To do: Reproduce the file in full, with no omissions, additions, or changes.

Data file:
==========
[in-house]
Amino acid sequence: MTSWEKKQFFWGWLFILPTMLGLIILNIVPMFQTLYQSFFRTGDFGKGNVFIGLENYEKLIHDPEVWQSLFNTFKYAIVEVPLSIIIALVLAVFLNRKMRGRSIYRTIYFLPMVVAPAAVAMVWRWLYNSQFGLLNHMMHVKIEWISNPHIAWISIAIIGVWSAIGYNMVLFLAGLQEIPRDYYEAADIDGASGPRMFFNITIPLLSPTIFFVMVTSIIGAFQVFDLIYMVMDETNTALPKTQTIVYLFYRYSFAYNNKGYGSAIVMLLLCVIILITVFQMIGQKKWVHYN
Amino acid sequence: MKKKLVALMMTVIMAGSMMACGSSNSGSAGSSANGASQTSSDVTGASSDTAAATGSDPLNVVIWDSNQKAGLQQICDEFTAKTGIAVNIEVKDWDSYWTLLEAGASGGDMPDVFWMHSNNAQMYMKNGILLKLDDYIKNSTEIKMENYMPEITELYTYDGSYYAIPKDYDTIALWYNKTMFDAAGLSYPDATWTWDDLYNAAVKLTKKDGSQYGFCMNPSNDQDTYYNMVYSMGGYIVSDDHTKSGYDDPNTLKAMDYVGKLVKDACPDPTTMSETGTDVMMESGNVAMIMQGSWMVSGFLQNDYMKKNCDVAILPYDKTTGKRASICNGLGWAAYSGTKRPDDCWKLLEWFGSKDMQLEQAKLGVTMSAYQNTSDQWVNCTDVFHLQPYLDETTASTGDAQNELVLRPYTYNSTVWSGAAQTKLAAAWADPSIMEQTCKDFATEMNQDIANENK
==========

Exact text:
[in-house]
Amino acid sequence: MTSWEKKQFFWGWLFILPTMLGLIILNIVPMFQTLYQSFFRTGDFGKGNVFIGLENYEKLIHDPEVWQSLFNTFKYAIVEVPLSIIIALVLAVFLNRKMRGRSIYRTIYFLPMVVAPAAVAMVWRWLYNSQFGLLNHMMHVKIEWISNPHIAWISIAIIGVWSAIGYNMVLFLAGLQEIPRDYYEAADIDGASGPRMFFNITIPLLSPTIFFVMVTSIIGAFQVFDLIYMVMDETNTALPKTQTIVYLFYRYSFAYNNKGYGSAIVMLLLCVIILITVFQMIGQKKWVHYN
Amino acid sequence: MKKKLVALMMTVIMAGSMMACGSSNSGSAGSSANGASQTSSDVTGASSDTAAATGSDPLNVVIWDSNQKAGLQQICDEFTAKTGIAVNIEVKDWDSYWTLLEAGASGGDMPDVFWMHSNNAQMYMKNGILLKLDDYIKNSTEIKMENYMPEITELYTYDGSYYAIPKDYDTIALWYNKTMFDAAGLSYPDATWTWDDLYNAAVKLTKKDGSQYGFCMNPSNDQDTYYNMVYSMGGYIVSDDHTKSGYDDPNTLKAMDYVGKLVKDACPDPTTMSETGTDVMMESGNVAMIMQGSWMVSGFLQNDYMKKNCDVAILPYDKTTGKRASICNGLGWAAYSGTKRPDDCWKLLEWFGSKDMQLEQAKLGVTMSAYQNTSDQWVNCTDVFHLQPYLDETTASTGDAQNELVLRPYTYNSTVWSGAAQTKLAAAWADPSIMEQTCKDFATEMNQDIANENK